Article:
The Nice Guys
A throwback to remember.


13 June 2016

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Plot summary

In 1970s Los Angeles, down-on-his-luck private eye Holland March and hired enforcer Jackson Healy must work together to solve the case of a missing girl and the seemingly unrelated death of a porn star. During their investigation, they uncover a shocking conspiracy that reaches up to the highest circles of power.

Set in 1970s Los Angeles, The Nice Guys is a throwback to remember. Ryan Gosling and Russell Crowe both star as a mismatch twosome who become a team in a quest to find a missing young woman named Amelia (Margaret Qualley), whilst investigating the related death of a porn star. There is something deeply satisfying about laughing along with fellow cinema-goers to a flick as fun as this. This is an action film where gags and laughs are effortless.  With an added substance to the silliness, The Nice Guys ticks all the boxes.

Director Shane Black knows how to hold an audience’s attention. This film is fast and furious, complete with “disco, sex and scandal.” Bouncing from comedy to heavy handed violence, Black steers the plot through outlandish scenes in a way that nicely twists the tropes of your average detective mystery film. Although some events are predictable and some scenes are convoluted, overall The Nice Guys makes for a witty watch from start to finish.

Russell Crowe poses as Jackson Healy who is paid to beat up people. A man who is bitter about a past divorce – “marriage is buying a house for someone you hate,” he meets Holland March who is played by Ryan Gosling: a clumsy private investigator that makes his money by having dementia patients as clients, forgetting how their loved ones are lost. Gosling’s portrayal of Holland March steals the show by far. He has been slowly seeping into more comedic affairs on our screens of recent and it is a welcomed role for him to take.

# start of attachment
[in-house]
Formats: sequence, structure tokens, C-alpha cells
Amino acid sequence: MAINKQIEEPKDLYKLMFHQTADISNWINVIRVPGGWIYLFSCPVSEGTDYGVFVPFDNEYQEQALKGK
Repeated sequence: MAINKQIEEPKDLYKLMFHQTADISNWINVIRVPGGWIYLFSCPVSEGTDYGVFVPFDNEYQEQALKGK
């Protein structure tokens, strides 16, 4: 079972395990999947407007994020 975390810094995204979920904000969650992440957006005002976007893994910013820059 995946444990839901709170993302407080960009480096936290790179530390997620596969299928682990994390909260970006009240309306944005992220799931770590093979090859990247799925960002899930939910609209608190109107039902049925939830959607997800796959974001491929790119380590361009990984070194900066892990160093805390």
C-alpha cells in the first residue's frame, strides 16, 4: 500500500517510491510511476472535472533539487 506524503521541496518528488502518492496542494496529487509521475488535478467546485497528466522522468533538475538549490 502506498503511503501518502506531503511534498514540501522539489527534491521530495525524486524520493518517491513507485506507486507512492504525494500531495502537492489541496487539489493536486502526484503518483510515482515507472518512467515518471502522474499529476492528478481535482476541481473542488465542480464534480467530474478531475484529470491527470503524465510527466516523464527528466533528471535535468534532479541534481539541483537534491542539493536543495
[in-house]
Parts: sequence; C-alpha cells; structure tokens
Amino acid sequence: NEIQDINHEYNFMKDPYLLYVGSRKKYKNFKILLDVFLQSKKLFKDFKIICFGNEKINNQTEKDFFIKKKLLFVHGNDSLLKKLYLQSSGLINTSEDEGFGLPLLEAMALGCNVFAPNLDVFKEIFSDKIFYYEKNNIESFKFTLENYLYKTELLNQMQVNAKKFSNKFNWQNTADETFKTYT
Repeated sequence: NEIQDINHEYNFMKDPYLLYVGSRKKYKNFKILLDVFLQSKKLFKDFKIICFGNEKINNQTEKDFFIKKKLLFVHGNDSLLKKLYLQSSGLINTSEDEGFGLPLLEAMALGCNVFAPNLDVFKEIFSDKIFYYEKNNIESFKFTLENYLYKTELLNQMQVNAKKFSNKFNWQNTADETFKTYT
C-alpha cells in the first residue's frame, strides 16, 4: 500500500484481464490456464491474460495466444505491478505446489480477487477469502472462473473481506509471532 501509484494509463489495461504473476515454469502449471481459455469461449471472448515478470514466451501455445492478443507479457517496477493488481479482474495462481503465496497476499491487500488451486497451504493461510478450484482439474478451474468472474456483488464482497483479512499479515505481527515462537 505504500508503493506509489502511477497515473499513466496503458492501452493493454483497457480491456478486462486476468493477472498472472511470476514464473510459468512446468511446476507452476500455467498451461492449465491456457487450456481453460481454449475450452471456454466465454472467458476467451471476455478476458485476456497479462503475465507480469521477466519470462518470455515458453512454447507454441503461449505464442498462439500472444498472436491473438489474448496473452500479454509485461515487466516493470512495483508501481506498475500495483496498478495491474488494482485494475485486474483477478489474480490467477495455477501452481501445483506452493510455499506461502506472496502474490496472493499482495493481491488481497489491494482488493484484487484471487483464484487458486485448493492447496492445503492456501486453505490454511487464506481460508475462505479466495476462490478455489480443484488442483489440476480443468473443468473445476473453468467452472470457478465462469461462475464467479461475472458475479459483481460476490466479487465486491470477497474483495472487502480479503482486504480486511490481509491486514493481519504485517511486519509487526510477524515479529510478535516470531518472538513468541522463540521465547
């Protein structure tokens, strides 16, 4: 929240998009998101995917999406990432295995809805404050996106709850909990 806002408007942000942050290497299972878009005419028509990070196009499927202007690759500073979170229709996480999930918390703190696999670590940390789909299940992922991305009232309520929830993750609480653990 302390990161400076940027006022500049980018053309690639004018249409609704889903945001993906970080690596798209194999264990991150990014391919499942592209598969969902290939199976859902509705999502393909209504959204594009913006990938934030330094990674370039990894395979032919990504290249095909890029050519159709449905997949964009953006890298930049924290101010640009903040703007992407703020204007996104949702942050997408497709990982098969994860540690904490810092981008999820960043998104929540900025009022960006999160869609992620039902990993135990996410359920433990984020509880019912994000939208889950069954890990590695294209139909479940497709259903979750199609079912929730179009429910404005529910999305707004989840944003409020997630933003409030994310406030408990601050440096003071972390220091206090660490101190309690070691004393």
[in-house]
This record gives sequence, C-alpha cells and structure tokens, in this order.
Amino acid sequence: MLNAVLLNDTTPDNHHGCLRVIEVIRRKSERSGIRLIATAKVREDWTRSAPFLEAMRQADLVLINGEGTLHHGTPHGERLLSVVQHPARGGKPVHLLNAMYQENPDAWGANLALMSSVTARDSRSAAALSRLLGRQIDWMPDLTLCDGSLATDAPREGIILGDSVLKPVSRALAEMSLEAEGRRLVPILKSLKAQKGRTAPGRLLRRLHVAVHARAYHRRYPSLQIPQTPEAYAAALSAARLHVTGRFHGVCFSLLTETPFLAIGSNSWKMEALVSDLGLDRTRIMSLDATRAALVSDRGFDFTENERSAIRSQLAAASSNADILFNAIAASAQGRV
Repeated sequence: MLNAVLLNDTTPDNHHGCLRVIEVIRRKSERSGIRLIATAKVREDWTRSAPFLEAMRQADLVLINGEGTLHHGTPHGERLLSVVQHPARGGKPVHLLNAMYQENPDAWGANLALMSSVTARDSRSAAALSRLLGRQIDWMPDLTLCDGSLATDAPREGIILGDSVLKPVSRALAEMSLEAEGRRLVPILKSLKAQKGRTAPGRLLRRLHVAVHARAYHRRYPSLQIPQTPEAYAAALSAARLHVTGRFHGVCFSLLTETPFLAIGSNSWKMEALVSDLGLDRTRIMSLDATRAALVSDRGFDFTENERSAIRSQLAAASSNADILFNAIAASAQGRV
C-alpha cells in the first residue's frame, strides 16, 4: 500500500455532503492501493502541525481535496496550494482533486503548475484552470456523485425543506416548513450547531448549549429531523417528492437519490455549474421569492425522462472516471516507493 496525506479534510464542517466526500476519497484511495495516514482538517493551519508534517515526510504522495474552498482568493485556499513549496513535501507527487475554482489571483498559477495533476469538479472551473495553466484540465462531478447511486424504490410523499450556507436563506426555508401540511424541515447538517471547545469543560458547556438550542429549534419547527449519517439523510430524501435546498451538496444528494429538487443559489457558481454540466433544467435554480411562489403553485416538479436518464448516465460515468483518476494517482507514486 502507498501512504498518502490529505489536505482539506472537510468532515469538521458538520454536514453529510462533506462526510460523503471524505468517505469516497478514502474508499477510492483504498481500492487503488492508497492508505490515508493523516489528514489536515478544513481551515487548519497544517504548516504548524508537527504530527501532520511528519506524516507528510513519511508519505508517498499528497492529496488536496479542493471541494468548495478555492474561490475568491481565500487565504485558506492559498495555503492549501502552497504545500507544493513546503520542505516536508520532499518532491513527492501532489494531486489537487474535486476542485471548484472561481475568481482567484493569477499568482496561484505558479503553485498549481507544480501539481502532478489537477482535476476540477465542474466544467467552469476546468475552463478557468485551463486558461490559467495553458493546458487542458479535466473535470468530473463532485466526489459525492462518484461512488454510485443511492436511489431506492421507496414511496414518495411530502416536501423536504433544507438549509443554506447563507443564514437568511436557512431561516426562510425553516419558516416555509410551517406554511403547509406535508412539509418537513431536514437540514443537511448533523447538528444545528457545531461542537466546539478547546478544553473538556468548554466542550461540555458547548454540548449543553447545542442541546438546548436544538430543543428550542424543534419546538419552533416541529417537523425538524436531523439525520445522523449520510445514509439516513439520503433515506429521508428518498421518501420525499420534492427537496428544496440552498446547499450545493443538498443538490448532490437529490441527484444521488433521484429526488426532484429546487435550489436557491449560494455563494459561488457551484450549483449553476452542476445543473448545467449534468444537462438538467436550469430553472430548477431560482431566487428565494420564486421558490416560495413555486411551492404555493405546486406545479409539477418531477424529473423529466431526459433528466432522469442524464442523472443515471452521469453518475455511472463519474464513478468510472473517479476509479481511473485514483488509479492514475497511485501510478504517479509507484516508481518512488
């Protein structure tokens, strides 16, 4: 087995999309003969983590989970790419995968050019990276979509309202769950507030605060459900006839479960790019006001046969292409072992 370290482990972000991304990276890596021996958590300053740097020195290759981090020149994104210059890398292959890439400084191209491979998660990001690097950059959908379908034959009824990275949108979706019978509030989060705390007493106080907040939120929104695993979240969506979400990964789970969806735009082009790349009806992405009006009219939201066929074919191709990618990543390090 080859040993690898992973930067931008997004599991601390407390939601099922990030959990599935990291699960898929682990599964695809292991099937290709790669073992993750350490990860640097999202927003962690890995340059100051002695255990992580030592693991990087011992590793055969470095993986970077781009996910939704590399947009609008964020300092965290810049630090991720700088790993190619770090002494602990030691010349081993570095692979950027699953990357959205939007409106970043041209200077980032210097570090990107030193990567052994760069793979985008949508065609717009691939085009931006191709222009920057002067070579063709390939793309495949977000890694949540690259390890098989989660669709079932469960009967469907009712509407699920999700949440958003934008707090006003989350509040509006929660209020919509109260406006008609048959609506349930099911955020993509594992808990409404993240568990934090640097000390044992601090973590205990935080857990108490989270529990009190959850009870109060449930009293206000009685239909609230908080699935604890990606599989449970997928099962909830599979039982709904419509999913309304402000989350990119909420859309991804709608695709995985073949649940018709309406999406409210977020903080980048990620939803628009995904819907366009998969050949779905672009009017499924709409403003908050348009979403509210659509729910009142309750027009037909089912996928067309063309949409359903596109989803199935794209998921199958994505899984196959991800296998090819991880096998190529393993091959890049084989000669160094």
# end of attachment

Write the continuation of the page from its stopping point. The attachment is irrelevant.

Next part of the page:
Another shining star is Holland’s wise thirteen year old daughter, Holly March (Angourie Rice), who proves to boast bigger brains than he. As a potential hero of the story, Holly acts as the moral compass guiding our two protagonists through their investigations.  Angourie Rice’s character and her pivotal effect on the film help to free Black from the potentially problematic paternalistic storyline: a plot where two men pursue a missing young woman. Holly March is precocious and brave, injecting some fierceness into the film and represents a refreshing female voice. Healy and Holland also display an inept masculinity which reverses the old-school detective theme. The disparity of ages in The Nice Guys is also interesting, adding humour and zest to the interactions between the characters.

For pure innocent entertainment, put your pennies together for this. The Nice Guys is a refreshing taste of comedy and action to start your summer of cinema.